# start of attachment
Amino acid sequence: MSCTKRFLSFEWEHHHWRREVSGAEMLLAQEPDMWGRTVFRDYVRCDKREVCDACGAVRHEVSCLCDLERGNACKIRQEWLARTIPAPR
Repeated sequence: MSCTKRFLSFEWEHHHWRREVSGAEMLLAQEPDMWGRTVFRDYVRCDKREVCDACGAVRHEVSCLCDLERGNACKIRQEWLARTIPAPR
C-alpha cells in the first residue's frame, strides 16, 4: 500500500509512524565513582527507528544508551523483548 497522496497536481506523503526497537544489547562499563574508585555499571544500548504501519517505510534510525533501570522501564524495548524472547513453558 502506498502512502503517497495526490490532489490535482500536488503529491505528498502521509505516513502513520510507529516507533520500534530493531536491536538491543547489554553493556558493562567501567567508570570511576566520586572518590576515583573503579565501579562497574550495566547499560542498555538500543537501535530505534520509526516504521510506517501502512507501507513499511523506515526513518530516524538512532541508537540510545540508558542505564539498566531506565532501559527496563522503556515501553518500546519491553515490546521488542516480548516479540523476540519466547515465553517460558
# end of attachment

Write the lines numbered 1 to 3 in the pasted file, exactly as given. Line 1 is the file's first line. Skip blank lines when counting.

Amino acid sequence: MSCTKRFLSFEWEHHHWRREVSGAEMLLAQEPDMWGRTVFRDYVRCDKREVCDACGAVRHEVSCLCDLERGNACKIRQEWLARTIPAPR
Repeated sequence: MSCTKRFLSFEWEHHHWRREVSGAEMLLAQEPDMWGRTVFRDYVRCDKREVCDACGAVRHEVSCLCDLERGNACKIRQEWLARTIPAPR
C-alpha cells in the first residue's frame, strides 16, 4: 500500500509512524565513582527507528544508551523483548 497522496497536481506523503526497537544489547562499563574508585555499571544500548504501519517505510534510525533501570522501564524495548524472547513453558 502506498502512502503517497495526490490532489490535482500536488503529491505528498502521509505516513502513520510507529516507533520500534530493531536491536538491543547489554553493556558493562567501567567508570570511576566520586572518590576515583573503579565501579562497574550495566547499560542498555538500543537501535530505534520509526516504521510506517501502512507501507513499511523506515526513518530516524538512532541508537540510545540508558542505564539498566531506565532501559527496563522503556515501553518500546519491553515490546521488542516480548516479540523476540519466547515465553517460558